healtheo360 Wellness Blog

SIDS, Pregnancy & Infant Loss Awareness - Infographic

Posted by healtheo360 on Oct 16, 2015 12:13:56 AM

SIDS is the leading cause of death among infants 1 month to 1 year old. Did you know that about SIDS take about 2,200 lives each year? During this month, take time to acknowledge the families that have been affected by SIDS, stillbirth, and sudden unexpected infant death (SUID). First Candle focuses on continuing our mission to provide education, research, advocacy, and training to ensure every baby survives and thrives to his / her first birthday and beyond.

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National Kidney Month: 8 Kidney Health Tips

Posted by healtheo360 on Mar 18, 2015 12:51:58 AM

March is National Kidney Month and everyday 1 in 3 American adults are currently at risk for developing kidney disease. Your kidneys play a major role in your body by removing toxic substances and excess water from the bloodstream. The healtheo360 team has put together a few kidney health tips to help you on your journey to having healthy kidneys.

Kidney Health Tip #1: Drink Water

Drinking water is extremely important for your kidneys. To maintain a good health for your kidneys and body, it is suggested that you should consume a daily amount of 1.5 to 2 liters of water per day. Drinking the suggested amount of water will help to clear sodium, urea, and other toxins from your body.

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Moms Who Keep 'Baby Weight' May Risk Heart Trouble

Posted by healtheo360 on Mar 25, 2014 3:27:24 PM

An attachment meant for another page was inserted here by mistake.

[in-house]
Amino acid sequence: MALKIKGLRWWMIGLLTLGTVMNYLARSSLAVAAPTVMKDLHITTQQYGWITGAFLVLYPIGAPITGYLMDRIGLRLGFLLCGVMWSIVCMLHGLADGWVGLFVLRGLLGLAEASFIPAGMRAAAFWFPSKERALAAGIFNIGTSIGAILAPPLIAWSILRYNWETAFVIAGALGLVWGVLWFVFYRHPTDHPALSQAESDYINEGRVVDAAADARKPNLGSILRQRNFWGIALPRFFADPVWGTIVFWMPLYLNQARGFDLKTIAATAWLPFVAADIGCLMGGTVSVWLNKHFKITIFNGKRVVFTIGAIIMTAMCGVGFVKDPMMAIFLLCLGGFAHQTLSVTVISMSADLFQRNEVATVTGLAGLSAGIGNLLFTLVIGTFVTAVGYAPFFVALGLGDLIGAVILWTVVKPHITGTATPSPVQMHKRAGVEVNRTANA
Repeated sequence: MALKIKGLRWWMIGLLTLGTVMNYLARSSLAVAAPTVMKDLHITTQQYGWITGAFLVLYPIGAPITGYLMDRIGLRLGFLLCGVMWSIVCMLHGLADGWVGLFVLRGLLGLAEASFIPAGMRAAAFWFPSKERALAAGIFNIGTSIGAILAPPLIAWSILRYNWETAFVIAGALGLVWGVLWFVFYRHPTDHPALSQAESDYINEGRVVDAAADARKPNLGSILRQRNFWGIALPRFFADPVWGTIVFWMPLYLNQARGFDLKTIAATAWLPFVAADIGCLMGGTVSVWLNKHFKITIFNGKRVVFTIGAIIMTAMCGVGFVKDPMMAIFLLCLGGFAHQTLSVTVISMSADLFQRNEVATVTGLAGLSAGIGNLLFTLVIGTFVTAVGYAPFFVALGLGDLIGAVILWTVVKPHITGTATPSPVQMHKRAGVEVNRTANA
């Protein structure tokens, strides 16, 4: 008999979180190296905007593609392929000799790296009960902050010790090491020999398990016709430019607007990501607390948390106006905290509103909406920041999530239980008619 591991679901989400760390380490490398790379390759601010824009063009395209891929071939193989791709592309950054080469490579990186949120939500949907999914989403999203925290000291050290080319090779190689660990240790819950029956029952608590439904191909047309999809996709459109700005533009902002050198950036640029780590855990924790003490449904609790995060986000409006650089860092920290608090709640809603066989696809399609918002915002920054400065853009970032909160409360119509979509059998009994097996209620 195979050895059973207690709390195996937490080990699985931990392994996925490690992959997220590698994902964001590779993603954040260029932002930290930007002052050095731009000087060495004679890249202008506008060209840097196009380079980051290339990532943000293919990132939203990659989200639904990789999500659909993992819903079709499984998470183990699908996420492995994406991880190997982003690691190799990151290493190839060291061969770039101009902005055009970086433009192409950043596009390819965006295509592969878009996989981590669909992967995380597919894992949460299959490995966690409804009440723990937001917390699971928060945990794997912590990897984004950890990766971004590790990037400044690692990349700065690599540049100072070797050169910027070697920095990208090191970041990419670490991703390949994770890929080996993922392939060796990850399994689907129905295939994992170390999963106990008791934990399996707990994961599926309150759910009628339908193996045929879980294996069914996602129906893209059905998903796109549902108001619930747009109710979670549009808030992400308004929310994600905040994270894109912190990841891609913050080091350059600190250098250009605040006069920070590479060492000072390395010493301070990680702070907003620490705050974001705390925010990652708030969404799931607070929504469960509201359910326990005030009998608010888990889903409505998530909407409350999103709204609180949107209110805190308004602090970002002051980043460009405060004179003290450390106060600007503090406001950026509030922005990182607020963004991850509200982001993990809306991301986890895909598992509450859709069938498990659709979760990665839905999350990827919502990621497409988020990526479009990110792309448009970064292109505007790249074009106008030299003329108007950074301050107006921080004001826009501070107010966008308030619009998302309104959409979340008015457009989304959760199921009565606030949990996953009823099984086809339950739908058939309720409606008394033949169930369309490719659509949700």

TUESDAY, March 25, 2014 (HealthDay News) -- New mothers who gain too much "baby weight" in the year after they give birth are at increased risk for diabetes and heart disease, researchers warn.

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Risk Factors For Heart Disease

Posted by healtheo360 on Jan 18, 2014 5:52:47 PM

The risk factors for heart disease increases with age,but there are other variables to consider. Below are some of the common key risk factors of heart disease.

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Lower Cholesterol: Make 5 Lifestyle Changes

Posted by healtheo360 on Nov 13, 2013 11:48:04 AM

Cholesterol has long been seen as a villain for heart health, but our understanding of this beast is changing. New recommendations suggest that risk factors should determine who should receive drugs called statins to lower cholesterol levels, and who should simply make lifestyle changes to combat the problem.

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Testicles and Heart Disease Risk: The Curse Of Being Well Endowed

Posted by healtheo360 on Aug 12, 2013 6:39:14 AM

When it comes to size, bigger isn’t always better, and a new study on testicles of all things shows what the consequences of an enlarged package just might be: a connection was found between large testicles and heart disease risk.